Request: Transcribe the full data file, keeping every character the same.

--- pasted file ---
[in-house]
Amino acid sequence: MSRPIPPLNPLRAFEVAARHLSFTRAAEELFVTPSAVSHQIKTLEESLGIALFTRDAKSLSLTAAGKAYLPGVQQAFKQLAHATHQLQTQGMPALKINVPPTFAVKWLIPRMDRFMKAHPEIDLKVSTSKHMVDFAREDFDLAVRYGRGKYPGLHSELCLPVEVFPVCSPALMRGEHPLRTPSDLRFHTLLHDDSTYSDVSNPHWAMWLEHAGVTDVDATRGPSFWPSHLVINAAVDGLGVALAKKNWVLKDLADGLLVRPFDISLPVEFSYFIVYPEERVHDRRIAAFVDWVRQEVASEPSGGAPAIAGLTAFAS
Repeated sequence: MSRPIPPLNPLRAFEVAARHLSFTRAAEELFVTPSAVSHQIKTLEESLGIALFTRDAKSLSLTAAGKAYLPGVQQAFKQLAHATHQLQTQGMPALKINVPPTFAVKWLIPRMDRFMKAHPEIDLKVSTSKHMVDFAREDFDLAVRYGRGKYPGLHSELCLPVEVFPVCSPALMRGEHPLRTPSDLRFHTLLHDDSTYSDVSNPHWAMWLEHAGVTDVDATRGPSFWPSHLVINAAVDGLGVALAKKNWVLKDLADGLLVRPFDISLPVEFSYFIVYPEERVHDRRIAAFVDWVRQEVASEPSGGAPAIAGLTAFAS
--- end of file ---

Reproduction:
[in-house]
Amino acid sequence: MSRPIPPLNPLRAFEVAARHLSFTRAAEELFVTPSAVSHQIKTLEESLGIALFTRDAKSLSLTAAGKAYLPGVQQAFKQLAHATHQLQTQGMPALKINVPPTFAVKWLIPRMDRFMKAHPEIDLKVSTSKHMVDFAREDFDLAVRYGRGKYPGLHSELCLPVEVFPVCSPALMRGEHPLRTPSDLRFHTLLHDDSTYSDVSNPHWAMWLEHAGVTDVDATRGPSFWPSHLVINAAVDGLGVALAKKNWVLKDLADGLLVRPFDISLPVEFSYFIVYPEERVHDRRIAAFVDWVRQEVASEPSGGAPAIAGLTAFAS
Repeated sequence: MSRPIPPLNPLRAFEVAARHLSFTRAAEELFVTPSAVSHQIKTLEESLGIALFTRDAKSLSLTAAGKAYLPGVQQAFKQLAHATHQLQTQGMPALKINVPPTFAVKWLIPRMDRFMKAHPEIDLKVSTSKHMVDFAREDFDLAVRYGRGKYPGLHSELCLPVEVFPVCSPALMRGEHPLRTPSDLRFHTLLHDDSTYSDVSNPHWAMWLEHAGVTDVDATRGPSFWPSHLVINAAVDGLGVALAKKNWVLKDLADGLLVRPFDISLPVEFSYFIVYPEERVHDRRIAAFVDWVRQEVASEPSGGAPAIAGLTAFAS